Brian Richards, one of the two students arrested at last month’s protest at the University of the West Indies’ St Augustine campus, yesterday confronted Commissioner of Police Gary Griffith at an open discussion on restoring trust in the police service, saying he has not been told why he and fellow student Nathaniel John were arrested.
Richards posed his question to Griffith when the floor was opened for questions from the audience, saying he was concerned by some of Griffiths’ remarks on addressing crime and criminality in TT using violence.
He also asked for the police to develop a set of guidelines, together with the public, to address crowd control.
“Too many of your statements concern me,” he said. “Violence seems to be the core of your mandate. There are many things that merit an apology for the UWI incident, and I would like to clarify. and if you think my issue was with the officers having firearms, that is not the case.
“Up to this time no one has been able to explain to me what are the protocols and procedures that officers use when making arrests, dispersing crowds and so on.”
Griffith responded that since the matter was before the court, he was unable to address the issue, but stood by his decision to arrest people who block public roads.
“If someone breaks the law, the police officer will then inform the individual. If the officer did anything wrong, the courts will decide. What I will not condone is anyone who blocks a public road.”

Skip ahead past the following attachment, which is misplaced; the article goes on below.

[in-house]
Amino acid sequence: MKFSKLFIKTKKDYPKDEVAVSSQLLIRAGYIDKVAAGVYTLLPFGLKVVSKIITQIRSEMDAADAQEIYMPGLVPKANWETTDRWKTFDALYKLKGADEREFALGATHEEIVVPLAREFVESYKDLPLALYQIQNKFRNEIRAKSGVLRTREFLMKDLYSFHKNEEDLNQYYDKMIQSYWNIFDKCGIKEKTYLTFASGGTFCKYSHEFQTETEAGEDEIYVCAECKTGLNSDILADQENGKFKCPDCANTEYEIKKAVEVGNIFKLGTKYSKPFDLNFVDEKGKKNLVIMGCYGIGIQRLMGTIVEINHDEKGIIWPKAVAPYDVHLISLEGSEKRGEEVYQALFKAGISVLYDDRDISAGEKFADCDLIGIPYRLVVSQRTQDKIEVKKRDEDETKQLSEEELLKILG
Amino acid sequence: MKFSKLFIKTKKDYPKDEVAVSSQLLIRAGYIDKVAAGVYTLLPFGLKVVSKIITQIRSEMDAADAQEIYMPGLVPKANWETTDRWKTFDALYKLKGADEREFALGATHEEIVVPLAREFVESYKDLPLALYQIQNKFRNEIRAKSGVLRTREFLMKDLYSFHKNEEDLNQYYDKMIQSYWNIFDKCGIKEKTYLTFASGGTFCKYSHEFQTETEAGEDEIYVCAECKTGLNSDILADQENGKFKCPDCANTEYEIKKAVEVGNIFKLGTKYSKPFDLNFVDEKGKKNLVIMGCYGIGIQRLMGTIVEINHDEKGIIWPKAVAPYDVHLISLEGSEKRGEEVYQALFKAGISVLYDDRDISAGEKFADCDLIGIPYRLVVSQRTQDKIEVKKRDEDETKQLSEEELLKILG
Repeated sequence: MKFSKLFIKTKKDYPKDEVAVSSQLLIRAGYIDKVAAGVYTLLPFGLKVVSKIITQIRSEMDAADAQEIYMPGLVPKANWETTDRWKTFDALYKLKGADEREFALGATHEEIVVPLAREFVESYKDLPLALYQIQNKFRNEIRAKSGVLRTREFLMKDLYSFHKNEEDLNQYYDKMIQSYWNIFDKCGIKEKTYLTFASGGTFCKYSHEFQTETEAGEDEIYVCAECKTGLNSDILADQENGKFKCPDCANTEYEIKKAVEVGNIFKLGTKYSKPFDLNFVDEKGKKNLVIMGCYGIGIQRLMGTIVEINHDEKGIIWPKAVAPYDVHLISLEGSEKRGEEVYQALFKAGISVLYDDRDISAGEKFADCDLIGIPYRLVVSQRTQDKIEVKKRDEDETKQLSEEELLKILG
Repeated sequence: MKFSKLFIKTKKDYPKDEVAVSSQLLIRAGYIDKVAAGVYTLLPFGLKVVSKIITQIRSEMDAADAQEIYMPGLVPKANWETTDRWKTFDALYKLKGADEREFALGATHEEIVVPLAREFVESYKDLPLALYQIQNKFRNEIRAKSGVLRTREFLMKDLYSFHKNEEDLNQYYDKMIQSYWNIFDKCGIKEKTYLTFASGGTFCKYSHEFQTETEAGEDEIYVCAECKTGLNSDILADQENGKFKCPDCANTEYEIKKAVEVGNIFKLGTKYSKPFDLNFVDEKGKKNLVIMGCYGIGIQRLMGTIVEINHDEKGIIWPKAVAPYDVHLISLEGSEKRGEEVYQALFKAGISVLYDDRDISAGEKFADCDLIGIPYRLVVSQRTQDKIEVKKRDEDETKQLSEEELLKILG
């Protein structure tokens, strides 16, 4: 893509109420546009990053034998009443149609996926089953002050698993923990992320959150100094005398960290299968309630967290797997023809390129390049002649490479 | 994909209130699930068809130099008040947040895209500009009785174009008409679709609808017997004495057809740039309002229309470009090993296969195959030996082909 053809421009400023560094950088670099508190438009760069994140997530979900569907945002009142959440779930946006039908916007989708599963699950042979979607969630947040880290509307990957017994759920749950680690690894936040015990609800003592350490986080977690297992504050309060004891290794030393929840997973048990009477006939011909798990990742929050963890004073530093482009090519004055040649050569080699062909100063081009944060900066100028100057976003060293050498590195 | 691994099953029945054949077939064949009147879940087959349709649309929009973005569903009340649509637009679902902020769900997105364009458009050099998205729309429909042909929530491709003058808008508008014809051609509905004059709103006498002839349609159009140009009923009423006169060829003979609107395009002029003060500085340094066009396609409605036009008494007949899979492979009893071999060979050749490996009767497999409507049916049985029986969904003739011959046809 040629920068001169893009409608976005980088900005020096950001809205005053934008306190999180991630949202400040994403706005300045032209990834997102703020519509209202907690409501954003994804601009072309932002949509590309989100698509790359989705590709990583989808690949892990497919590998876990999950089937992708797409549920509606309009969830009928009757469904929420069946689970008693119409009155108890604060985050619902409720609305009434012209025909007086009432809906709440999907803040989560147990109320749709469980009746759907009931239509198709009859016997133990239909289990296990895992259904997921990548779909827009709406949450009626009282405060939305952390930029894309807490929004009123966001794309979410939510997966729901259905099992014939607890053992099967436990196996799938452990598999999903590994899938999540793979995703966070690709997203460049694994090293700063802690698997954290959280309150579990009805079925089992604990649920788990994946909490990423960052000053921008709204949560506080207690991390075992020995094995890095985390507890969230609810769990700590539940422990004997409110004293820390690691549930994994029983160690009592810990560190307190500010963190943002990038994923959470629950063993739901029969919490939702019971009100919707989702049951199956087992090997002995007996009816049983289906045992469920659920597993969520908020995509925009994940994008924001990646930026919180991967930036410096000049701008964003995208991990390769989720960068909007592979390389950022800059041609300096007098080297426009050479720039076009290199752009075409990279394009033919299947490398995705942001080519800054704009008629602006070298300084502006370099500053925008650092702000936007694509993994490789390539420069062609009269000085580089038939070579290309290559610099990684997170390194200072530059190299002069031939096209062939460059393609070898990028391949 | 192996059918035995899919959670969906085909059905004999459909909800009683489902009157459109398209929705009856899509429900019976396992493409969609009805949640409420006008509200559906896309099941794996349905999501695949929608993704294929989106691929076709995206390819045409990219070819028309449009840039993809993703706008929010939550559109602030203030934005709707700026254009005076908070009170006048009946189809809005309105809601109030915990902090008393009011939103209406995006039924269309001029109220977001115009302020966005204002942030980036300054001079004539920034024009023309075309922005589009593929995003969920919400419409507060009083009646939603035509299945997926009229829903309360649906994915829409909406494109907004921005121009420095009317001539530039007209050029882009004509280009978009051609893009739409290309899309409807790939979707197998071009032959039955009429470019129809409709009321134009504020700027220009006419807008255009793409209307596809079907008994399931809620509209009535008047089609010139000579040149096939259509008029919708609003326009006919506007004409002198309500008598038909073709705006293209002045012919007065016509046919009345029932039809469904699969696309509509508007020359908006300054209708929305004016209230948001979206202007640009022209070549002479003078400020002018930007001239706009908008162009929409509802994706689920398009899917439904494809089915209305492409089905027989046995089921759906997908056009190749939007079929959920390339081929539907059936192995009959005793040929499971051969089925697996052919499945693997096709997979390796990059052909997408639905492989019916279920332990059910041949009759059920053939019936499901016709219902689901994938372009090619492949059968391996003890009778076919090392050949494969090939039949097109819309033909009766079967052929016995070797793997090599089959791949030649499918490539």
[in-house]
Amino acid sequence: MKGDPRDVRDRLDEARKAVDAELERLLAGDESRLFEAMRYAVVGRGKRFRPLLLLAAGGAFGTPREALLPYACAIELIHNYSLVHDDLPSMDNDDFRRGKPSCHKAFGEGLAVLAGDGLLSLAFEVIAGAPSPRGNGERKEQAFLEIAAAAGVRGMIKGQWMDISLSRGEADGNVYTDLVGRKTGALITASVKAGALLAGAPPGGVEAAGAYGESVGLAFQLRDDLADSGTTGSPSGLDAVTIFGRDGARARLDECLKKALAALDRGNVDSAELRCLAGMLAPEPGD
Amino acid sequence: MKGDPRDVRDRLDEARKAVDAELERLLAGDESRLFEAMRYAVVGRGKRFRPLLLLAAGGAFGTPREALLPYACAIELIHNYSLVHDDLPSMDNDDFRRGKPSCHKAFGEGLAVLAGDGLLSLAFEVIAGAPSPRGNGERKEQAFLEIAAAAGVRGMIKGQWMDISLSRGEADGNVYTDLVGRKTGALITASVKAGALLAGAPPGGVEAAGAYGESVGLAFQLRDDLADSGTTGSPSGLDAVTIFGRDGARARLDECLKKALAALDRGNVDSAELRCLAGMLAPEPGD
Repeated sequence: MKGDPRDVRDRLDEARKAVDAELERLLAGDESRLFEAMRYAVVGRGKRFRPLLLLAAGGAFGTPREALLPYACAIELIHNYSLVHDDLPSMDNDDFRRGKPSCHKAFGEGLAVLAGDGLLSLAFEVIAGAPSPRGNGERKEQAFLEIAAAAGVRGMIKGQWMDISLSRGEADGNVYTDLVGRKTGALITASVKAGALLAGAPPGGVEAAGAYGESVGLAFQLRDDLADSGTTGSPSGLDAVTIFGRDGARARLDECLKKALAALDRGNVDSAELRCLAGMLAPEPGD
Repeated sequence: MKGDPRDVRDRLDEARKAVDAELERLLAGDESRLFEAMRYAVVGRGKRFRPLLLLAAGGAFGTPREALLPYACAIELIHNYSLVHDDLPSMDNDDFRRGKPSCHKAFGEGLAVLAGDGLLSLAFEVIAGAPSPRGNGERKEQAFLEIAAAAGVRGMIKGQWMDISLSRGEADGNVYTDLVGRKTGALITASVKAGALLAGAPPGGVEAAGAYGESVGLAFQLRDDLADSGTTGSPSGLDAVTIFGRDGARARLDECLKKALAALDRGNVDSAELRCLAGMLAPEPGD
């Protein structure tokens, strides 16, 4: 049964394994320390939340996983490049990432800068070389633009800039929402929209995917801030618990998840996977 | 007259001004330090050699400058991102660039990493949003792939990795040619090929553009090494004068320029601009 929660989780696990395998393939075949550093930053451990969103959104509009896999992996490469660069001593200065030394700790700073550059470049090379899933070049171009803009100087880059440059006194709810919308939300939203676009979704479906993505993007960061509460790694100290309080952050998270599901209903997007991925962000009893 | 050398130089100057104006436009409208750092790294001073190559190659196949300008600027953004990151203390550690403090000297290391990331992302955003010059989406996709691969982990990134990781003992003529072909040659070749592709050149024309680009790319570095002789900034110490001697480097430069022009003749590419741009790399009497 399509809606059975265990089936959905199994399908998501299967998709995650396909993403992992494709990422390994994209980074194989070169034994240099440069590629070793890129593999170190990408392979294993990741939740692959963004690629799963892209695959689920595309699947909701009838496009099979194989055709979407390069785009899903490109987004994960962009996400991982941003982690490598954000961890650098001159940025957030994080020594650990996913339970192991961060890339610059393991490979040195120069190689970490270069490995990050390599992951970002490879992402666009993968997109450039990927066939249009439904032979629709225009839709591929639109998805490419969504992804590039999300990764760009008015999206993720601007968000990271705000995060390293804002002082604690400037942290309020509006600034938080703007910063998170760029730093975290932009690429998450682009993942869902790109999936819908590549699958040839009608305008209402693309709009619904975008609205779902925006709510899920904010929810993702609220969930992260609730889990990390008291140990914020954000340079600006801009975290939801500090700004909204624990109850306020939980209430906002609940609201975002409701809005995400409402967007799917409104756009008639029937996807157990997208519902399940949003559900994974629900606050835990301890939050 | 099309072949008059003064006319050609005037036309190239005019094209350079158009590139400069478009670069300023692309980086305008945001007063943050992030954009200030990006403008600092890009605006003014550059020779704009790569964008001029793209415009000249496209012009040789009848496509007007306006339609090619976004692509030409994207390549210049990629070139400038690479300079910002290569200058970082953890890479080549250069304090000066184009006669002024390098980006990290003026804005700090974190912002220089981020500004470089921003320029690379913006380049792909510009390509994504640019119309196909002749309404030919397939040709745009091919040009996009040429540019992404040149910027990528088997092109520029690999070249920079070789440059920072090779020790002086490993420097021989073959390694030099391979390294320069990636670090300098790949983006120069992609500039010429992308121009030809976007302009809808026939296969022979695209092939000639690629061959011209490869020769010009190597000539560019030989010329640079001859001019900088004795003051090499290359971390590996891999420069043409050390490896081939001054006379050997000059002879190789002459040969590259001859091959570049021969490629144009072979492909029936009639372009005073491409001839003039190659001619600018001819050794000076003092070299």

He also responded to an incident in which members of a television news team were threatened with arrest by police for filming someone on a street in San Juan on Wednesday and apologised to the media.
“I try as best as possible to speak, build up and train police officers in how to speak to people. You cannot have the media recording something and you have the audacity to tell them that they have no rights to record that.
“With that, I apologise.
“If people are resisting arrest, they should be brought to the ground.”
Responding to questions over a set of guidelines for the police service, Griffith said while he would do his best to build a partnership with the public, policies tend to change with the resignation of commissioners, so such a plan would not be a long-term solution.